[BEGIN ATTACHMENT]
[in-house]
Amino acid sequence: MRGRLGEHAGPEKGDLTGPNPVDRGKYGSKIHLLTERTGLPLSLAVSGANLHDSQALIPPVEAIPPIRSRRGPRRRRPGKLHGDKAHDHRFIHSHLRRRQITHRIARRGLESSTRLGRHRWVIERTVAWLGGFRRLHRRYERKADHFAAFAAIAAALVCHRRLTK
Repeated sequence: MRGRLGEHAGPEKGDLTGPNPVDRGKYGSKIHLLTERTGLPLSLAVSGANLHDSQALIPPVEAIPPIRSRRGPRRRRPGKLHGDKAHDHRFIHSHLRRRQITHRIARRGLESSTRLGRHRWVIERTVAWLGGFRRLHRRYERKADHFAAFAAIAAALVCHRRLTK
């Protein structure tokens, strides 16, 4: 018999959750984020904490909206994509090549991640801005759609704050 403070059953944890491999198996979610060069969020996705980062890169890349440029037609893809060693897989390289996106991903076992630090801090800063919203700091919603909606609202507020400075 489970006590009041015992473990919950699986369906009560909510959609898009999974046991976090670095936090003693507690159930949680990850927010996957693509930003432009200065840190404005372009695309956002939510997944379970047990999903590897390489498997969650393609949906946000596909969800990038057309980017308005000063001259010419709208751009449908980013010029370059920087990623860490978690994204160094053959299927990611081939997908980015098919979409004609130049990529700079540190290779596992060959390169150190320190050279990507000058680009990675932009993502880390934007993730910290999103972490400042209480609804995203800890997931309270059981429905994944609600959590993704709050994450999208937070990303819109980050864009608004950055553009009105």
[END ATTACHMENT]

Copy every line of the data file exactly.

[in-house]
Amino acid sequence: MRGRLGEHAGPEKGDLTGPNPVDRGKYGSKIHLLTERTGLPLSLAVSGANLHDSQALIPPVEAIPPIRSRRGPRRRRPGKLHGDKAHDHRFIHSHLRRRQITHRIARRGLESSTRLGRHRWVIERTVAWLGGFRRLHRRYERKADHFAAFAAIAAALVCHRRLTK
Repeated sequence: MRGRLGEHAGPEKGDLTGPNPVDRGKYGSKIHLLTERTGLPLSLAVSGANLHDSQALIPPVEAIPPIRSRRGPRRRRPGKLHGDKAHDHRFIHSHLRRRQITHRIARRGLESSTRLGRHRWVIERTVAWLGGFRRLHRRYERKADHFAAFAAIAAALVCHRRLTK
């Protein structure tokens, strides 16, 4: 018999959750984020904490909206994509090549991640801005759609704050 403070059953944890491999198996979610060069969020996705980062890169890349440029037609893809060693897989390289996106991903076992630090801090800063919203700091919603909606609202507020400075 489970006590009041015992473990919950699986369906009560909510959609898009999974046991976090670095936090003693507690159930949680990850927010996957693509930003432009200065840190404005372009695309956002939510997944379970047990999903590897390489498997969650393609949906946000596909969800990038057309980017308005000063001259010419709208751009449908980013010029370059920087990623860490978690994204160094053959299927990611081939997908980015098919979409004609130049990529700079540190290779596992060959390169150190320190050279990507000058680009990675932009993502880390934007993730910290999103972490400042209480609804995203800890997931309270059981429905994944609600959590993704709050994450999208937070990303819109980050864009608004950055553009009105």